Otterson and Gausman didn’t have much money or time to work with set designs, and one can spend much of the film playing spot the reused prop/set. For the lab scenes, the prop department has dragged out most of Frankenstein’s old arsenal of Tesla coils and Strickfaden spark generators, and Waggner further spices it up with a few inserts from other movies. I do believe that the centrepiece, the electro-something machine that Rigas uses to charge Dan, is an original creation, though.
Director George Waggner was a man who made it into Hollywood the hard way, through trial and error. He dropped out of college in the early twenties to become an actor, and got a break when he landed a small part in the successful Rudolph Valentino film The Sheik in 1921, but despite a handful acting jobs, his career didn’t take off, so instead he tried his hand a songwriting, getting a few of his lyrics recorded in films in the late twenties and early thirties (he kept writing songs throughout his career). But as this didn’t pay the bills, he also started contributing to screenplays, the first one being Gorilla Ship in 1932. After a couple of dozen script contributions, Universal started letting him direct under the studio’s B movie unit, starting with cheap westerns, many of which he wrote himself, in 1938.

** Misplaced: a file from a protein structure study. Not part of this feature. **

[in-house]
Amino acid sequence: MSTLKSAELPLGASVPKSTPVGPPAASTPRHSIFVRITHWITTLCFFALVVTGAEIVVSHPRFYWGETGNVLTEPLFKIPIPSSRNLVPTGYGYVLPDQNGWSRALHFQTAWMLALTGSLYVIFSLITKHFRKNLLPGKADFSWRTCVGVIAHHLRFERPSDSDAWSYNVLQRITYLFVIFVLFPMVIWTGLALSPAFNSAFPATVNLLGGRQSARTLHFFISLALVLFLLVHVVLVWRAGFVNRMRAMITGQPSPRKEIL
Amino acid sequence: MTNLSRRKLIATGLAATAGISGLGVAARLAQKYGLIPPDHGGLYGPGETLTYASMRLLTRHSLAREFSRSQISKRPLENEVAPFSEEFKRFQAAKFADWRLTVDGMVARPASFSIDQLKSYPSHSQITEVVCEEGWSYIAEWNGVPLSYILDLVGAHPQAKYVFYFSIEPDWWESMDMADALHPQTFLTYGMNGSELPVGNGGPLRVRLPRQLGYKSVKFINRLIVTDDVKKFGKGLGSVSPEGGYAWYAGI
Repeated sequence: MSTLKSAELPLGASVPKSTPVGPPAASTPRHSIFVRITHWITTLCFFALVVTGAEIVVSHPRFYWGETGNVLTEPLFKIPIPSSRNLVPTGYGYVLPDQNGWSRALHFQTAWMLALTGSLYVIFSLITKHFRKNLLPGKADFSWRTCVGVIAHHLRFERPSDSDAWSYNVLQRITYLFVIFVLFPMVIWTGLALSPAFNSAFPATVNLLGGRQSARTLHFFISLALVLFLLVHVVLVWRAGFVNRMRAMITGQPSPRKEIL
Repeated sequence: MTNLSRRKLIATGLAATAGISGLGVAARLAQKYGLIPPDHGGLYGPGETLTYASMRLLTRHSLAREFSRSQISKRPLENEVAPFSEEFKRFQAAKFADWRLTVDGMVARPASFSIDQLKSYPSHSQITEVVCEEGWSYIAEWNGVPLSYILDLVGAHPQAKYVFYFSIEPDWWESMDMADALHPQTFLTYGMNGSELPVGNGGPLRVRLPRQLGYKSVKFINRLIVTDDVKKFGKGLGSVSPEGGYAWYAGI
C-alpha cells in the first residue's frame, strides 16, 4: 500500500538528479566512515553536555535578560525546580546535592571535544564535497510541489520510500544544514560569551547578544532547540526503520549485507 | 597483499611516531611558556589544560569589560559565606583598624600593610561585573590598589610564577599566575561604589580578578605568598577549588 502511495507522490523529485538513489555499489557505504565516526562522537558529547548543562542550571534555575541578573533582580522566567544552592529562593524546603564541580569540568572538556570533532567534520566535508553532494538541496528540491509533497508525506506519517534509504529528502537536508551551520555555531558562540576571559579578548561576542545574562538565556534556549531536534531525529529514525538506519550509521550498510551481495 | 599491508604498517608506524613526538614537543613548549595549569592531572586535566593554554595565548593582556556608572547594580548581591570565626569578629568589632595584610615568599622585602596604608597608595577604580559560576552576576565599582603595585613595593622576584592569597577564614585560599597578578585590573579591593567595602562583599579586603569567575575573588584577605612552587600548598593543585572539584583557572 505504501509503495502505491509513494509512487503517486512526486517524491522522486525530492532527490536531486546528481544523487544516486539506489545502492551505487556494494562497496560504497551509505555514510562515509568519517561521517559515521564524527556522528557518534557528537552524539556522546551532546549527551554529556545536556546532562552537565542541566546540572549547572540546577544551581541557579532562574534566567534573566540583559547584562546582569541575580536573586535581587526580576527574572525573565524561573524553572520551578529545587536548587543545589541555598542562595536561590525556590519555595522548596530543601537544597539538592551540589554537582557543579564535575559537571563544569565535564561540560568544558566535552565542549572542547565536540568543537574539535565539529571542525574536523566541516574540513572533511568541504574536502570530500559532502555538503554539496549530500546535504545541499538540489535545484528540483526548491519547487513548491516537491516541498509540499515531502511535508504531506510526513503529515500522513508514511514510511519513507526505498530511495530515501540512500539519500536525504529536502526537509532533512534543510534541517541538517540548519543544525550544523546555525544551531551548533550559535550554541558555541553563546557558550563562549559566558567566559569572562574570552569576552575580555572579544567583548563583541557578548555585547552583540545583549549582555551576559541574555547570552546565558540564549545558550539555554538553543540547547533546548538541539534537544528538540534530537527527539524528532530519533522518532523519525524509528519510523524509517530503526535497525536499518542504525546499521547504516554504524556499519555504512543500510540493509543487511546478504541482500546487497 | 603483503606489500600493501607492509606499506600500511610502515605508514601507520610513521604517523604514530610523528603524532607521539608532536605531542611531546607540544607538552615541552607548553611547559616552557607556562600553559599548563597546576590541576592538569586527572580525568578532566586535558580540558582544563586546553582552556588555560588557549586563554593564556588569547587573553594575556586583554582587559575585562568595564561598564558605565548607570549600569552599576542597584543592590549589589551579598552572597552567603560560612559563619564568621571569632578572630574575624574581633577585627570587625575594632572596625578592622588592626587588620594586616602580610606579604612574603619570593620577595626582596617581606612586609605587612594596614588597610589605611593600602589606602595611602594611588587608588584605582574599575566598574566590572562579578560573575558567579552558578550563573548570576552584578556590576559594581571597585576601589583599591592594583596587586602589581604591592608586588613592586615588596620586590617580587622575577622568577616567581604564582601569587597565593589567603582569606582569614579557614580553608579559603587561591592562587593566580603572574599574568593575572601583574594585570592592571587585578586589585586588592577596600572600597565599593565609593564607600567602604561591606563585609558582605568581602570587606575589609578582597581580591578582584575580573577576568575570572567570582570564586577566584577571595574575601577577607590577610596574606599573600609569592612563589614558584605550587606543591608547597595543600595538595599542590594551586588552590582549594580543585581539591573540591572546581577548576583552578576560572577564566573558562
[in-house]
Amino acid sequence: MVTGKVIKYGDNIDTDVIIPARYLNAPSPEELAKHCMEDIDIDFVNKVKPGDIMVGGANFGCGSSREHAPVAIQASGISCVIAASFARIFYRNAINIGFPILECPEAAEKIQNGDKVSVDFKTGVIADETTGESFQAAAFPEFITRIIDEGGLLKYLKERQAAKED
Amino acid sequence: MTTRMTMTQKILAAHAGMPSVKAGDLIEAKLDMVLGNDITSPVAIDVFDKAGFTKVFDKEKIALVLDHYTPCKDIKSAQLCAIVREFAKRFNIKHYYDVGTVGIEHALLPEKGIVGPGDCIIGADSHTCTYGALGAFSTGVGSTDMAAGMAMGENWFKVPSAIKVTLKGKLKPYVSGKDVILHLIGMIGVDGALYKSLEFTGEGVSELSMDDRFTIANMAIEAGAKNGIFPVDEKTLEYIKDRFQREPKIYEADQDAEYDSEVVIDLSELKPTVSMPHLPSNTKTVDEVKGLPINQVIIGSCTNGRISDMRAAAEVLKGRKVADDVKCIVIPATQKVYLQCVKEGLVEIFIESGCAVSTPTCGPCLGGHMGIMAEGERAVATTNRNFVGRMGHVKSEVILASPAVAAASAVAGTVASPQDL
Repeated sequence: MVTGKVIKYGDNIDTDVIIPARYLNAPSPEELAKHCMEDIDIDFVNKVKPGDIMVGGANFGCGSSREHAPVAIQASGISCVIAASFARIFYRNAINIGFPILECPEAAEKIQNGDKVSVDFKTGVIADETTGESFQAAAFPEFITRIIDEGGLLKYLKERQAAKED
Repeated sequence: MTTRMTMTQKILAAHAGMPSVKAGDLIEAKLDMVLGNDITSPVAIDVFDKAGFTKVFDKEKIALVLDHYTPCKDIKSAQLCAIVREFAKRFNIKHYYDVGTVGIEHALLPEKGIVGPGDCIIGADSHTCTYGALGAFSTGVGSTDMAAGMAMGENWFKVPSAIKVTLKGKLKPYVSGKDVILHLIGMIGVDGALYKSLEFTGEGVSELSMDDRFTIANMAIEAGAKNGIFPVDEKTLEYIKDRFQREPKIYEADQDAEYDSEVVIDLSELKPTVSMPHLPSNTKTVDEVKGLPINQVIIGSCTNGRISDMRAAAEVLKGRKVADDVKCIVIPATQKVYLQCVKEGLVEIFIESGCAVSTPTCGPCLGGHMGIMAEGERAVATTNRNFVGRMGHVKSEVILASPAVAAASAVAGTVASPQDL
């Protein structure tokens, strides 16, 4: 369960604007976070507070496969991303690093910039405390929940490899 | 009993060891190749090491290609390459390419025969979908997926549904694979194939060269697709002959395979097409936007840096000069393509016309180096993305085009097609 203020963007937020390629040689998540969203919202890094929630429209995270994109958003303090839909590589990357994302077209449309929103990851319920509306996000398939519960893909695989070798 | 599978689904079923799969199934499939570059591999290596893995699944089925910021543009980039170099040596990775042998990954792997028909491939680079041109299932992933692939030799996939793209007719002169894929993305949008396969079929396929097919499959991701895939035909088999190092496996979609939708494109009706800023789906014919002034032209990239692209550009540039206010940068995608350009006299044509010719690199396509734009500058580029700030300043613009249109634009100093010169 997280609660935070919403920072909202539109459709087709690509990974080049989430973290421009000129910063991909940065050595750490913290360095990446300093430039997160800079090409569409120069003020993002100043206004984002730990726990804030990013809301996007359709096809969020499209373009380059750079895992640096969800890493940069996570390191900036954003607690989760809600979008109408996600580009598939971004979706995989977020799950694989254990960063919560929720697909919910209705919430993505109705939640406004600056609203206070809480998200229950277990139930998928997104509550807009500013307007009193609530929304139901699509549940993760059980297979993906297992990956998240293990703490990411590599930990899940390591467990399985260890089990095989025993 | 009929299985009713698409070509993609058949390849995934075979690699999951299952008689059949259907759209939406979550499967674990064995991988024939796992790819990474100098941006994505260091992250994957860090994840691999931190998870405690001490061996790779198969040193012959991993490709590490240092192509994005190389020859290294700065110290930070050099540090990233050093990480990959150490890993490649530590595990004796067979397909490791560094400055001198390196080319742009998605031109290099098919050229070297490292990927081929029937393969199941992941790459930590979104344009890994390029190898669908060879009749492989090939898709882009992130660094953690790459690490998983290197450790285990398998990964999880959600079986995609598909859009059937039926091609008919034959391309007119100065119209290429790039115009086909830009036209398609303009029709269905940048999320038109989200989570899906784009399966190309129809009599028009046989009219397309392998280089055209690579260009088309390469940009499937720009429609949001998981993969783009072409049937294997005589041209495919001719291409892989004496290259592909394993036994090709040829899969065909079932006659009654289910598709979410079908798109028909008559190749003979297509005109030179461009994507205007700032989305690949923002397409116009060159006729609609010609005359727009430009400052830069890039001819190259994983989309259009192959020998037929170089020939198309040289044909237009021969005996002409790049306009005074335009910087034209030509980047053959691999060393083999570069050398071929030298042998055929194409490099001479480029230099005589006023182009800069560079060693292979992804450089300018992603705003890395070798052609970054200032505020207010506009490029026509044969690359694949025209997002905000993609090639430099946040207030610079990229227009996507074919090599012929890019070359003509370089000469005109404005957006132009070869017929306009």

After also producing a couple of films, Universal gave him control over their next big monster rollout, The Wolf Man, as both producer and director in 1941, which turned out to be a massive hit, and Waggner’s best remembered film to date. One could argue that the film’s success had more to do with screenwriter Curt Siodmak’s creation of the modern werewolf myth and the seasoned Universal crew than Waggner’s direction, and in any rate he was never able to match the success of the film, neither as director or producer, and in the fifties he found himself without film offers and instead moved to TV, where he, among other things, directed some episodes of The Green Hornet (1967) and Batman (1967-68), which stand as his only sci-fi directions apart from Man Made Monster. He did, however, produce The Ghost of Frankenstein (review), Invisible Agent (review, both 1942) and Frankenstein Meets the Wolf Man (1943, review).